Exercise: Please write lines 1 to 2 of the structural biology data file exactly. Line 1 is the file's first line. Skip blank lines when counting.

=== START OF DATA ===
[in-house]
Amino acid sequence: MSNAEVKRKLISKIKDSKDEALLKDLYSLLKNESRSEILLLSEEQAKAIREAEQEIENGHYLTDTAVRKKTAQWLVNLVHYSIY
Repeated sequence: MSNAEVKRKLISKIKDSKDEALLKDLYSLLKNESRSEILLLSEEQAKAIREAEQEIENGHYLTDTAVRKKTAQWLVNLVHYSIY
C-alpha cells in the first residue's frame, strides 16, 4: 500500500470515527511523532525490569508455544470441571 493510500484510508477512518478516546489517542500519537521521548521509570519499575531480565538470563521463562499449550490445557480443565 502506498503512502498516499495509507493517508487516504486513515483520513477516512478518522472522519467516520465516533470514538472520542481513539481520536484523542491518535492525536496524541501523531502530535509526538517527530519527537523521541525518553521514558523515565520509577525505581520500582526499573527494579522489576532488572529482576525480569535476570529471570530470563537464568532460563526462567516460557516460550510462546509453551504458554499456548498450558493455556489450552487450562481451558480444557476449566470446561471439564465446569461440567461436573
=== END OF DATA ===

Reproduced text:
[in-house]
Amino acid sequence: MSNAEVKRKLISKIKDSKDEALLKDLYSLLKNESRSEILLLSEEQAKAIREAEQEIENGHYLTDTAVRKKTAQWLVNLVHYSIY